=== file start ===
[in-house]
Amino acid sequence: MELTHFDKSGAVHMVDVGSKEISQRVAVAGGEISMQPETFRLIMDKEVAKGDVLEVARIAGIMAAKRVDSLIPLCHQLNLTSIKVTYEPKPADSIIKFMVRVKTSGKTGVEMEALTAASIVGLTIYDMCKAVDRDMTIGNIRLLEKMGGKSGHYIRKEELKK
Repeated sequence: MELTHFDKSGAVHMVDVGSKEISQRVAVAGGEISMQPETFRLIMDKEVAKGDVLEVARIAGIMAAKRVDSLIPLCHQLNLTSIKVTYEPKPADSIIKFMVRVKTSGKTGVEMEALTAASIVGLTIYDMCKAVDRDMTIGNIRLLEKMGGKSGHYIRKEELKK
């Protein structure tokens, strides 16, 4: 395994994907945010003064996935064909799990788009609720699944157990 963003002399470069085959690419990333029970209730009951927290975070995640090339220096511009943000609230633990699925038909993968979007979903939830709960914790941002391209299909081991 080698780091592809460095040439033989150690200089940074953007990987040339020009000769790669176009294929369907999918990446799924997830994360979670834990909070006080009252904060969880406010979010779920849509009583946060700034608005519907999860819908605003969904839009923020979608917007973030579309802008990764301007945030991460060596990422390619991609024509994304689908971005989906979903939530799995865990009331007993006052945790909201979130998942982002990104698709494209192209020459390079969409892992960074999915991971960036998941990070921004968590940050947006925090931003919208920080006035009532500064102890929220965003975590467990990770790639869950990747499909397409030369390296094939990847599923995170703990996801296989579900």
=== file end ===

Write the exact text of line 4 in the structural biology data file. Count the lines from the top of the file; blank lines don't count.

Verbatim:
């Protein structure tokens, strides 16, 4: 395994994907945010003064996935064909799990788009609720699944157990 963003002399470069085959690419990333029970209730009951927290975070995640090339220096511009943000609230633990699925038909993968979007979903939830709960914790941002391209299909081991 080698780091592809460095040439033989150690200089940074953007990987040339020009000769790669176009294929369907999918990446799924997830994360979670834990909070006080009252904060969880406010979010779920849509009583946060700034608005519907999860819908605003969904839009923020979608917007973030579309802008990764301007945030991460060596990422390619991609024509994304689908971005989906979903939530799995865990009331007993006052945790909201979130998942982002990104698709494209192209020459390079969409892992960074999915991971960036998941990070921004968590940050947006925090931003919208920080006035009532500064102890929220965003975590467990990770790639869950990747499909397409030369390296094939990847599923995170703990996801296989579900």